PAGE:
One year. One whole year has already passed. It feels so surreal.
It’s bizarre to think that, on New Year’s Eve 2015, I was stuck in the midst of another unrelenting battle to keep myself from circling down the proverbial drainpipe into another pit of self loathing, misery and depression.
It only feels like yesterday that I was sat at my desk, laptop open and alcoholic beverage nearby, typing out the thoughts as they came to me. It was difficult to write, it was even more anxiety-inducing to publish, and it was terrifying to show my family and friends something I was even afraid to admit to myself.
That night, I vowed to attempt to become a better person, to become mentally healthy, to test myself in ways I hadn’t done so before and become the individual I saw myself becoming years ago.
Now, 2016 has come and gone and, staying true to the promise I made myself that night in 2015, I went back and re-read that deeply personal blog post of mine to see how far I had come.
The honest truth? I’ve not come as far as I had envisioned.
Looking back, I still found myself ducking out of some social engagements. I got stressed out over simple things like journeying home from work, frantic to get back to my house and just relax for the evening – a bittersweet irony, given how much I worked myself up on the bus about getting home. I lost my temper far, far too easily with those closest to me over the most insignificant of things. I’m still yet to summon up the courage to begin conversations with people who I’d like to meet or, even more personally, chat to women I find attractive. And I didn’t make the most of other opportunities when they fell in my lap.
It hasn’t all been bad though. I started the year by earning a gold standard diploma for my journalism studies – an achievement I never thought I’d be rewarded with. I picked up the fitness bug, spending most of the year running and building my stamina, and have been a member of a gym for almost five months now to build up my strength. I went to gigs to see bands I’ve wanted to see for years. I watched films that made me think about life differently. I got a job that makes me get up in the morning. And, perhaps most importantly, I realised how lucky I am to have the family and friends that I do have.
It’s not whether you get knocked down, it’s whether you get up. – Vince Lombardi
With a New Year, then, comes a fresh start. It’s something of a cliche to hear people around this time of year come out with phrases like “New Year, New Me”, but I genuinely feel like such a mocked phrase could actually be relevant to me as I continue on to become the best version of me I can be.
In order to do that, changes need to be made. As someone who’s very much a creature of habit, said change won’t come easy, but if I want to continue up this road of fighting off my demons, change must occur.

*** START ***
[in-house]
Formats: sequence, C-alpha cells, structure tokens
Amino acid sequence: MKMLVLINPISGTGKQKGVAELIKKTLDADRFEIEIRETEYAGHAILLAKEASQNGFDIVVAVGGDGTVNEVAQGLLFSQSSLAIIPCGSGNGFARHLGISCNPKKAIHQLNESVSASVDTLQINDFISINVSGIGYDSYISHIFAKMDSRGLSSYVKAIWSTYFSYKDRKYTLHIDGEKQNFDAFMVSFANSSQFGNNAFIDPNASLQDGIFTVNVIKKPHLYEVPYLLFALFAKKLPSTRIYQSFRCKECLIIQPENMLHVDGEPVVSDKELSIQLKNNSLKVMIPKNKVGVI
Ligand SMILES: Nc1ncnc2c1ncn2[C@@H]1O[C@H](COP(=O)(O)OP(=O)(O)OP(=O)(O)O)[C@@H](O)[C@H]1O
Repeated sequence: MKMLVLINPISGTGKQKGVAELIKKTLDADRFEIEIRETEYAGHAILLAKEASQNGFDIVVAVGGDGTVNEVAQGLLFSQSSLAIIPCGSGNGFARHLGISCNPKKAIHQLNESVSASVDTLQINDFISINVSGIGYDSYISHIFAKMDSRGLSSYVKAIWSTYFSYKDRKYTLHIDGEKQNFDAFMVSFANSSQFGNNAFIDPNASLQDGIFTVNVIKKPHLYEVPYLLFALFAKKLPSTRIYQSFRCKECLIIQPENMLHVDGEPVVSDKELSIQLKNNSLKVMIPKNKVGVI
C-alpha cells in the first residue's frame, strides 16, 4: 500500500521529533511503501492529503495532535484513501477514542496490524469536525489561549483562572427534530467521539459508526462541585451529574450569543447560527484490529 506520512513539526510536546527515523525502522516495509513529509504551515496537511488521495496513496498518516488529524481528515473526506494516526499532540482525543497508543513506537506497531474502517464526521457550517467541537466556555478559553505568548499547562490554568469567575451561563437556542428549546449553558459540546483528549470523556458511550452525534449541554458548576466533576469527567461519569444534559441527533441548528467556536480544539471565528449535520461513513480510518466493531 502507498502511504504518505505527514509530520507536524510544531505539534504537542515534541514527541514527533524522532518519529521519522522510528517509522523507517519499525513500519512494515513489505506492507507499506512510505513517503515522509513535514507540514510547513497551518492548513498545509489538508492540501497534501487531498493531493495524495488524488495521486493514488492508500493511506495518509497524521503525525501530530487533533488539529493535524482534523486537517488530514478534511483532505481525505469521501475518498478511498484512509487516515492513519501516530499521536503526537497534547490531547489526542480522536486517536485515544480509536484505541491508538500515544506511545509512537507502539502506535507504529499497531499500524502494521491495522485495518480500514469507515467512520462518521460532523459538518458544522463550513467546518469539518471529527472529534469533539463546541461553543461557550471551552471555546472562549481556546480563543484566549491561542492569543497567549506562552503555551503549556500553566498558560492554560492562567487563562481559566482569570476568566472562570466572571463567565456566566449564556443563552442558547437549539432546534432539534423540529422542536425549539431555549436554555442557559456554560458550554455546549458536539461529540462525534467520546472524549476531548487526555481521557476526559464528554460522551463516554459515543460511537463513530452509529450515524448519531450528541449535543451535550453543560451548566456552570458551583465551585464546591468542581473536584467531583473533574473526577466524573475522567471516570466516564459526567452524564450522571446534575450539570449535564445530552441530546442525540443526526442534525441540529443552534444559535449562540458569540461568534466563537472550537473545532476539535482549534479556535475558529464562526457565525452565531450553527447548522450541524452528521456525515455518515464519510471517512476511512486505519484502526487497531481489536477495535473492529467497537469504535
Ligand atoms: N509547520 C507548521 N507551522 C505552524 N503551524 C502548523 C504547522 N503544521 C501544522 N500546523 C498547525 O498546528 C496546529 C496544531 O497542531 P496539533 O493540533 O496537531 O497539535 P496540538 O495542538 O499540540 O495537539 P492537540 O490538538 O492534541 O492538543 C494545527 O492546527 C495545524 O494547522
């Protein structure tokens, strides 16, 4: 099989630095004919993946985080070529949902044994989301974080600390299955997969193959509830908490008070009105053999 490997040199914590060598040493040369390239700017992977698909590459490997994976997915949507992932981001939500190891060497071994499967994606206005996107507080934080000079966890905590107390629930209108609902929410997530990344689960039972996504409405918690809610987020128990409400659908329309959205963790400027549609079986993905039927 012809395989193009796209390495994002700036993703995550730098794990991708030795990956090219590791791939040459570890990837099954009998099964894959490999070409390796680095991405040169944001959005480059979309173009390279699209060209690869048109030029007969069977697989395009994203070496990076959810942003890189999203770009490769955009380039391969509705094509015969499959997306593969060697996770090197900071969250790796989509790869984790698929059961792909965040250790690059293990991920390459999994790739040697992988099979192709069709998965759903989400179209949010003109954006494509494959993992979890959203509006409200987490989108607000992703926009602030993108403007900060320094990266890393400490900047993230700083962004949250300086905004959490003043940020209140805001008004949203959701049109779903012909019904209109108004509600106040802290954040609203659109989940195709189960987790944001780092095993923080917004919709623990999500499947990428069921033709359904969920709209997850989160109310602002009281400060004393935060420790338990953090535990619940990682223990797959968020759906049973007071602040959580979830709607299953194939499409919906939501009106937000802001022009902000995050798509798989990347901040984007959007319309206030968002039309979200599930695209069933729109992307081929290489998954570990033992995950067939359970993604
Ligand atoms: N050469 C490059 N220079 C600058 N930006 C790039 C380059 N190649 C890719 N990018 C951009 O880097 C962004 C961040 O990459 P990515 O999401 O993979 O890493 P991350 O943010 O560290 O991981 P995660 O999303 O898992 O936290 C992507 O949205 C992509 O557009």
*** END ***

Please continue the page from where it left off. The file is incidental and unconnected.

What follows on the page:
With that in mind, here’s a few things I plan to do this year:
- Spend less time online and, in particular, less time proscrastinating on social media. It’s time to stop comparing myself to others, and the perceived fun that they’re all having, on the likes of Facebook and Twitter. I want to create new, happy memories of thoroughly enjoyable times of my own, and add them to those I’ve already got.
- Read the self-help books that will go some way to helping me sort my mind out. They’ve been sitting on my shelf for a while now and, if I’m to continue down this road of recovery, I’ll need all the help I can get.
- Continue my pursuit of becoming a fitter version of myself. This will include more gym sessions and less comfort food – the latter especially if I don’t stick to the former. I’ve got a new workout programme to follow and, all being well, I’ll see it through.
- Begin meditating again, especially on days when I don’t physically work out. Even if it’s just 10 minutes at some point during the day, finding some space and time to centre myself and find some peace will be beneficial.
- Meet, talk to and hang out with new people. No matter how nerve wracking it is, it would be good to get a handle on my social anxiety and become comfortable interacting with anyone.
- Appreciate the small things in life more, and stop stressing about things that genuinely don’t matter. Why get worried about journeys home? Or stressing about what I need to get done every day? Things work out in the end, regardless of time, so I need to quit putting so much pressure on myself for no reason.
- Spend more time in the company of family, friends and loved ones. My support group is important to me, and I’d like to give time, effort and other things in return for that.
- Vow to stick to the vast majority of the above points. In the event that I slip up on them from time to time, I’ll try not to beat myself up over doing so. Be kind to yourself, Tom.
It’s easy to write the above points down, and think I’ll stick to them just because we’re a couple of days in to a new year, but I have to become and remain determined, honest, confident, self-aware and hopeful that I can achieve them.
Nothing in life worth pursuing is easy, especially when you feel like most every day things are such a toil due to the mental struggles I’ve had, and continue to have. However, I really, really want to spur myself on and, knowing that I have the support and belief from family, friends, colleagues and relative strangers, I can go a lot further than I’ve already done.
I’m ready, 2017. Let’s do it.